White beetle inspired natural pigment offers replacement for titanium dioxide
The novel compound, inspired by the white Cyphochilus beetle, offers a 100% natural ingredient at a time when businesses are actively seeking plant-based alternatives, following an EU ban on TiO2, says Dr Lukas Schertel, CEO & Co-founder at Impossible Materials.
“Producers of plant-based foods and dairy products are under immense pressure to replace TiO2 whilst no high-performance, plant-based solution is available.
“Our material comes with appealing properties for these markets, for example, it is tasteless, and cellulose is already used in plant-based food formulations. It could also be used in higher doses than other white pigments in these segments as it does not affect the formulation properties.”
The proprietary compound developed by Impossible Materials mimics the activity of Cyphochilus beetle scales that scatter light giving the insect a bright white colour.
Plant-based cellulose performs a similar function and is safe for human consumption. It is widely available, biocompatible and easy to process. In addition, it has high opacity and stability, and the circular development process offers a sustainable substitute with superior performance, according to Dr Schertel.
While still in early development, sample testing has demonstrated product performance in wet and dry applications.
Dr Schertel confirms the company is currently working with a number of customers in major healthcare sectors and expects cost-competitive commercial scale production will be achieved by 2024/25.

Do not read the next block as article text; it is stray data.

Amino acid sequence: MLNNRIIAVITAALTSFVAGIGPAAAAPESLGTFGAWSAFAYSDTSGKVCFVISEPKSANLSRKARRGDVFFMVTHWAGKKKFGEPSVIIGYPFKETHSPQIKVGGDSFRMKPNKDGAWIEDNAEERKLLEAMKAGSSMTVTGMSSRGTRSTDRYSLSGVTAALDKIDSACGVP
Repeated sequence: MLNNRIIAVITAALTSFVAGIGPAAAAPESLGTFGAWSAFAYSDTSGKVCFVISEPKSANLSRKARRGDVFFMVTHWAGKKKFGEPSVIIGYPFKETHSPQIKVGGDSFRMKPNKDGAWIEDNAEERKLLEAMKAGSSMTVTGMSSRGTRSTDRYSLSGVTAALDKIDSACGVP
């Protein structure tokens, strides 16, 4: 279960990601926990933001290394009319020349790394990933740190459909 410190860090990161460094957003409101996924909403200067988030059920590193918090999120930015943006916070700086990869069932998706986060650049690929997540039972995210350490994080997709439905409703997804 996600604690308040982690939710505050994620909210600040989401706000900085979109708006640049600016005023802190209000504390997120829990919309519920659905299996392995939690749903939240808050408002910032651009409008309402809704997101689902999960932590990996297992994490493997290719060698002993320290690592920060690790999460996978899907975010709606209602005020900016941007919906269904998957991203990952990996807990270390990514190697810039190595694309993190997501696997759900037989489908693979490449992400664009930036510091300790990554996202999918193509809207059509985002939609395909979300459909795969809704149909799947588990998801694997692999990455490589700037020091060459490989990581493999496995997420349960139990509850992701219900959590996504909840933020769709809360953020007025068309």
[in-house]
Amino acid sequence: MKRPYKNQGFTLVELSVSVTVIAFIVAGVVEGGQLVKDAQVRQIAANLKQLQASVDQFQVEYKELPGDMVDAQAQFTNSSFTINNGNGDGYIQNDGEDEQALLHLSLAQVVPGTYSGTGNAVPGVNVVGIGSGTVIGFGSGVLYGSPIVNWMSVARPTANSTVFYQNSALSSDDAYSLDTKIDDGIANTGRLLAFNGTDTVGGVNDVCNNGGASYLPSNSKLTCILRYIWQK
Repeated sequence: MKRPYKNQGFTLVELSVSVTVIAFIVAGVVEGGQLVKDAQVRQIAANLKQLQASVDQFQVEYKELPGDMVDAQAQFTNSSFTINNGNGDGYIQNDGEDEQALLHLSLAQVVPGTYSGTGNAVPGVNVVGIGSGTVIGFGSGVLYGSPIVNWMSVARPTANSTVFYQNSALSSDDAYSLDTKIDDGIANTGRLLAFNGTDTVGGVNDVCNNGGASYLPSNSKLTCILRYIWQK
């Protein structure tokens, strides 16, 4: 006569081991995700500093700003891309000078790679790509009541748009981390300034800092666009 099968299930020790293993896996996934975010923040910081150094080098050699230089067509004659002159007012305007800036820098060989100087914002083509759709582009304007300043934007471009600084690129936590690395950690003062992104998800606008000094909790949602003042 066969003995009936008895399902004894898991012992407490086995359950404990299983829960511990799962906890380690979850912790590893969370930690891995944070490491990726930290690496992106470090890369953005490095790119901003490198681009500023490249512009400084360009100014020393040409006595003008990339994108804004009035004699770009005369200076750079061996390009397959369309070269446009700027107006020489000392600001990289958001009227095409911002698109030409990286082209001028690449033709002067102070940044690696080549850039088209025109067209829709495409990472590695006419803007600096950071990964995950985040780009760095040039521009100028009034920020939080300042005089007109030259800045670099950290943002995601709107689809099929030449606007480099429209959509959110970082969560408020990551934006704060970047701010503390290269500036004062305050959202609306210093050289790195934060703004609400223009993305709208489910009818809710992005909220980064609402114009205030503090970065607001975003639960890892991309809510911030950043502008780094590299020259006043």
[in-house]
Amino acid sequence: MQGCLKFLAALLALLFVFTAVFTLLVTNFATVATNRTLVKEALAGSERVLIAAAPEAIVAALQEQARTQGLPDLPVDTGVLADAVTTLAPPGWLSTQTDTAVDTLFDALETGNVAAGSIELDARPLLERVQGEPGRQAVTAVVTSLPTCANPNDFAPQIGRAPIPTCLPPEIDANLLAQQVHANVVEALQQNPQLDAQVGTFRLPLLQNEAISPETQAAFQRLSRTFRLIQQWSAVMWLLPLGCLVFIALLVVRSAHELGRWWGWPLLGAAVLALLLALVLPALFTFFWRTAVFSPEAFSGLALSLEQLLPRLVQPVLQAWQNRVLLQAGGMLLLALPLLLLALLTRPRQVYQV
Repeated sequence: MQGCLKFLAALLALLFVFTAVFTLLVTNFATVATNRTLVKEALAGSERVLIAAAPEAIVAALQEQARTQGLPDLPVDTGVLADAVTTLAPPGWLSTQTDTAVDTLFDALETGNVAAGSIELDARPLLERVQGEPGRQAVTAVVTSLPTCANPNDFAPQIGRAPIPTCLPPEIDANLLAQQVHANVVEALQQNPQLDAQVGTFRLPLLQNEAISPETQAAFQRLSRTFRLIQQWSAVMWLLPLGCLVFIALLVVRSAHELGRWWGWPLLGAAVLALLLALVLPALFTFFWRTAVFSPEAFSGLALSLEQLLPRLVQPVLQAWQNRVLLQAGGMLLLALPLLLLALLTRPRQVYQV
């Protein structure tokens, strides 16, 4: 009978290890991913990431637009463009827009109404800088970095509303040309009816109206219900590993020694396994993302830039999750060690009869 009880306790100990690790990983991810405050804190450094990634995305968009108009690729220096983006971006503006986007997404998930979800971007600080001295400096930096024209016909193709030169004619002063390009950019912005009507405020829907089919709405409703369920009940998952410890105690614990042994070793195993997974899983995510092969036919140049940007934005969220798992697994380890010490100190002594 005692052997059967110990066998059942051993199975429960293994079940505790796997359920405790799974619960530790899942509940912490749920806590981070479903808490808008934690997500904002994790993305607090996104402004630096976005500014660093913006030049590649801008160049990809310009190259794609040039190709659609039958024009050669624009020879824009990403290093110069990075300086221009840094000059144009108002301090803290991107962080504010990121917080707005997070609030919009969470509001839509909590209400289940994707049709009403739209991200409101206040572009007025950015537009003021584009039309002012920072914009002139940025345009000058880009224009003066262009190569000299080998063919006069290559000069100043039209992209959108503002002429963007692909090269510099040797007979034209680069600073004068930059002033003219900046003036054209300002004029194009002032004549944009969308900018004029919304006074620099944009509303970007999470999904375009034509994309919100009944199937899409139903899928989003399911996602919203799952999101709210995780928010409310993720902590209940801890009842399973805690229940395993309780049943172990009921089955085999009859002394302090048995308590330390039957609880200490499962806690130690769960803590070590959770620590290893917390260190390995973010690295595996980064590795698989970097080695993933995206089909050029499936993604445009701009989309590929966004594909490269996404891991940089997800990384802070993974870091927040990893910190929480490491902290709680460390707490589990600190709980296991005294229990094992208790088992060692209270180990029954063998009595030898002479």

“We are focused on value generation through putting effort in the circularity of the process and turning waste streams into high value products as well as working closely with customers to solve their pain points,” he explains.
“This might challenge time to scale but will improve the techno-economics at scale and the impact (environmental and health) of our products.”
Titanium dioxide is routinely added to bakery products, soups, broths, sauces, salads, and processed nuts, as well as confectionery and food supplements to make products visually appealing and provide whiteness and opacity.
However, the European Food Safety Authority (EFS) implemented a ban on TiO2 as a food additive (E171) last year after ruling the compound unsafe due to possible links with inflammation and neurotoxicity.
Member states have since removed the ingredient from food products, although the UK is standing firm and both the Food Standards Agency (FSA) and Food Standards Scotland (FSS) have resisted imposing a similar ban, which creates disruption and complications for manufacturers.
Impossible Materials sees itself as “an enabler” for plant-based meat, fish, and dairy products, in particular, in the context of current food regulations and trends for sustainable, natural products and is pursuing investment opportunities to scale-up production for commercial purposes.
Dr Schertel confirms: “We are addressing a significant market opportunity for our white pigment product and are predicting this could even become a US$10bn market opportunity just based alone on the growth in plant-based foods adoption and replacing the existing TiO2 demand in food and health sensitive segments.”
Other potential applications include confectionery, food and pharma coatings, make-up, creams, speciality ink, and paint, he adds.